Fancy keeping bees but can’t commit a lot of time? How does a few hours twice a year sound? Come and learn the ethical and practical fundamentals of Idle beekeeping: the Idle Hive and how to manage it, getting started with your bees, harvesting honey and making mead.
For a beekeeper September is the time for bottling freshly harvested honey, making mead and melting down wax for candles. Generally you would be preparing your bees for the winter. If you haven’t kept bees before this is the time to learn and prepare for the Spring ahead when you will settle in your first colonies, and idle Beekeeper Bill Anderson will be helping you on your way.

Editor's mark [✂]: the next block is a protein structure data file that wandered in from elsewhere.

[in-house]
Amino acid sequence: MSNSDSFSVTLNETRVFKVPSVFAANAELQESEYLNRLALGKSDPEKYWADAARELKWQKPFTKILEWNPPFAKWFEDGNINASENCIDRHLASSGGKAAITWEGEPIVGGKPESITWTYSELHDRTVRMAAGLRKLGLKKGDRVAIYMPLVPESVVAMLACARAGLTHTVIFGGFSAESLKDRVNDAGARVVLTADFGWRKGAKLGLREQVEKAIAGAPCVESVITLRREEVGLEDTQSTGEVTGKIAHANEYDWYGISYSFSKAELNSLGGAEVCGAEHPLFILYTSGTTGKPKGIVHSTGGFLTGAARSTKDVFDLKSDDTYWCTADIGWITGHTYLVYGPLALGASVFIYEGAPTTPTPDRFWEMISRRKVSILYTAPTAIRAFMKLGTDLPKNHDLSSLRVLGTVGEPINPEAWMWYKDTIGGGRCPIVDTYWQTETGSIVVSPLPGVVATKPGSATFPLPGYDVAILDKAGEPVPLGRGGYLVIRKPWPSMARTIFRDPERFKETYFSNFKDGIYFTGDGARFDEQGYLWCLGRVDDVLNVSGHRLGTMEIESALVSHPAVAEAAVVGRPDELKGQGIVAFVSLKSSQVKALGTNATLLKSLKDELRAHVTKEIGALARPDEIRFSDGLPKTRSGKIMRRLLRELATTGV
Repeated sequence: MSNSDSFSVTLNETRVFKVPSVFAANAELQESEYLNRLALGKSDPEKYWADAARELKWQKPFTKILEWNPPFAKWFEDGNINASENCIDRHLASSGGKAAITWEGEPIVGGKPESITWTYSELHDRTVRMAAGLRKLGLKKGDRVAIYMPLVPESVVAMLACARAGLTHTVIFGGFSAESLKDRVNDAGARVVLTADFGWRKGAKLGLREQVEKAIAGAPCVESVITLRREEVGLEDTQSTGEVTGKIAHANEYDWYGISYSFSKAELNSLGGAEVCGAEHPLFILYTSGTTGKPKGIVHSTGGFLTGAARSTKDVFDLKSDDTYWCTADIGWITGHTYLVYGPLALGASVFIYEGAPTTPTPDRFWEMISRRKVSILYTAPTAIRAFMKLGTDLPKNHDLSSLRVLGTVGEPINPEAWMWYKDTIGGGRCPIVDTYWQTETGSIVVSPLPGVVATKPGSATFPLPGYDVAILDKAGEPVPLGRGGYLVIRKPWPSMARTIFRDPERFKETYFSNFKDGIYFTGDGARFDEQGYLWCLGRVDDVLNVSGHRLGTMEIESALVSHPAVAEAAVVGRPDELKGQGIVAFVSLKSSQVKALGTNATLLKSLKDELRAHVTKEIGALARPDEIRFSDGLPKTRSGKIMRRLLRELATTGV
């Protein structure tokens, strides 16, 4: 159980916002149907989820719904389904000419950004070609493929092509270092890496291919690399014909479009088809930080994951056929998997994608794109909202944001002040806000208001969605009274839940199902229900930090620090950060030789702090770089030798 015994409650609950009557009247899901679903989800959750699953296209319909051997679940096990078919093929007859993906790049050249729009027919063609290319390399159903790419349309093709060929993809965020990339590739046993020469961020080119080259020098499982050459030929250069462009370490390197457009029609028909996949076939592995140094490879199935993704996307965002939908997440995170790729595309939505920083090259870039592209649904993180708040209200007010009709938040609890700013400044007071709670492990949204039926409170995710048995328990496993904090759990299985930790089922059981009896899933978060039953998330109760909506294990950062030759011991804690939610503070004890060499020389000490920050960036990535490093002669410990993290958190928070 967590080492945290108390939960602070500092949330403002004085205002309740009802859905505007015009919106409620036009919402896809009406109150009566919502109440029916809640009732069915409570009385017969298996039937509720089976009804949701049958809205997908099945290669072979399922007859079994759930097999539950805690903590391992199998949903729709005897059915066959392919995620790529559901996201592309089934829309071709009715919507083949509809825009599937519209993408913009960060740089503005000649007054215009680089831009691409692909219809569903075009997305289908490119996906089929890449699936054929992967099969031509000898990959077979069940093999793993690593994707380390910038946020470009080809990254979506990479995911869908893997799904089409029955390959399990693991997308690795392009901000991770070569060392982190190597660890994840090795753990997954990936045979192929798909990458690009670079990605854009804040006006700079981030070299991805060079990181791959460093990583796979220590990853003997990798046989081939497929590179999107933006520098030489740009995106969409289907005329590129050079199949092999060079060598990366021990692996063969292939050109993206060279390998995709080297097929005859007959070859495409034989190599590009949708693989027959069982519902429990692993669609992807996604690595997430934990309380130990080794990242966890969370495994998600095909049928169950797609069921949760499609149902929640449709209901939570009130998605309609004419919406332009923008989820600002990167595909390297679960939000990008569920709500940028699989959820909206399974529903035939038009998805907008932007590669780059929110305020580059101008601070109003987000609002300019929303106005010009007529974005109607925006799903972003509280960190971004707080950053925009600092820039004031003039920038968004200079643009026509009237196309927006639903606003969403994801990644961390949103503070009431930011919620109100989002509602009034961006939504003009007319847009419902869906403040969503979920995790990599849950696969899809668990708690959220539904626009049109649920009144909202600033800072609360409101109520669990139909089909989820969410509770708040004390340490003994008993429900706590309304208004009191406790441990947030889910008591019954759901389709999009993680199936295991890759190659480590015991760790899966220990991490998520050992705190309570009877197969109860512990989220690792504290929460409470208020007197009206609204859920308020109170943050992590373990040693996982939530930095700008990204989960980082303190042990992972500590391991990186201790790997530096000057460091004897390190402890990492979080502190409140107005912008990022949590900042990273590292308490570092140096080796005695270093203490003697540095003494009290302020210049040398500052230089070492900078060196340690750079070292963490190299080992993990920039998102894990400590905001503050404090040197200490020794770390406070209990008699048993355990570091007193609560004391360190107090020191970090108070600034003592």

With a day job as a successful TV drama director, urban beekeeper Bill Anderson spends his spare time with his bees on the roof of his house in Notting Hill. He uses Warré hives which emulate the bees’ natural habitat in the wild – a cavity in a tree – whilst also making it easy to harvest honey and being very low maintenance – the perfect system for idlers.
Bill says, “I prefer to think of myself as more of a hive-keeper than a beekeeper: the bees aren’t under lock and key. They’re always free to leave my hives whenever they feel like it – just like an inn-keeper’s customers. So I try and offer them the most desirable room at the inn…”